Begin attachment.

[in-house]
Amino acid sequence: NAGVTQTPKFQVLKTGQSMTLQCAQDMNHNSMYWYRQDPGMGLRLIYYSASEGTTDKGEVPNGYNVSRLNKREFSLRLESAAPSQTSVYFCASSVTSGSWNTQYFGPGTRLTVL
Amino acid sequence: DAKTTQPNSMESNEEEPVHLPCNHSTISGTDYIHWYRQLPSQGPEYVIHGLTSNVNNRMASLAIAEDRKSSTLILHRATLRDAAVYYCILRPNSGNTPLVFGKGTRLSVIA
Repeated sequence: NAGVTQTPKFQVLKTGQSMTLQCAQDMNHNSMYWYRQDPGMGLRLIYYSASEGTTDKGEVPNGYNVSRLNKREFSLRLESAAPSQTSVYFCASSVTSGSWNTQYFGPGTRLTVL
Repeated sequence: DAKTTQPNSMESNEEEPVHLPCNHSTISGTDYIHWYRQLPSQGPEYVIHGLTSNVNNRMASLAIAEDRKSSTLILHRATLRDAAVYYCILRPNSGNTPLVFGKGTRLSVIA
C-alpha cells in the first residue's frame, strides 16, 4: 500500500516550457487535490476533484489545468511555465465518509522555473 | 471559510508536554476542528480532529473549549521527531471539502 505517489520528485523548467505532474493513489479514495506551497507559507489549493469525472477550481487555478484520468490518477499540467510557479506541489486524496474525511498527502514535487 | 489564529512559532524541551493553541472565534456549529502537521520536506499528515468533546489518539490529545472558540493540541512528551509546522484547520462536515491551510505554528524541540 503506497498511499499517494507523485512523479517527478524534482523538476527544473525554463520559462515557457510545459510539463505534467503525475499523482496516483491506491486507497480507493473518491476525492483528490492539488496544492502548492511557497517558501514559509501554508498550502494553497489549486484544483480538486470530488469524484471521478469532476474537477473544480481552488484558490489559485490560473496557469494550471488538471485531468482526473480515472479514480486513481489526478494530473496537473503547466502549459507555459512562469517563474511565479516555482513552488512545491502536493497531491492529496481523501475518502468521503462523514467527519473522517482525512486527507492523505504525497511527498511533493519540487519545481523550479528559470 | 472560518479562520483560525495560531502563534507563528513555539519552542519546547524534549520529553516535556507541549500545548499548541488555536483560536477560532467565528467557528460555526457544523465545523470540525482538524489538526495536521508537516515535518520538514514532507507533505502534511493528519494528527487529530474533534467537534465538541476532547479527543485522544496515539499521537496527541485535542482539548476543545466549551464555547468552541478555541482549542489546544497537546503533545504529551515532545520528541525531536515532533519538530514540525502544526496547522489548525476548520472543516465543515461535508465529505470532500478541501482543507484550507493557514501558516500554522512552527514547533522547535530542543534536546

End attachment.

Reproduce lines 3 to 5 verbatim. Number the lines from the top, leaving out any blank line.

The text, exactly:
Amino acid sequence: DAKTTQPNSMESNEEEPVHLPCNHSTISGTDYIHWYRQLPSQGPEYVIHGLTSNVNNRMASLAIAEDRKSSTLILHRATLRDAAVYYCILRPNSGNTPLVFGKGTRLSVIA
Repeated sequence: NAGVTQTPKFQVLKTGQSMTLQCAQDMNHNSMYWYRQDPGMGLRLIYYSASEGTTDKGEVPNGYNVSRLNKREFSLRLESAAPSQTSVYFCASSVTSGSWNTQYFGPGTRLTVL
Repeated sequence: DAKTTQPNSMESNEEEPVHLPCNHSTISGTDYIHWYRQLPSQGPEYVIHGLTSNVNNRMASLAIAEDRKSSTLILHRATLRDAAVYYCILRPNSGNTPLVFGKGTRLSVIA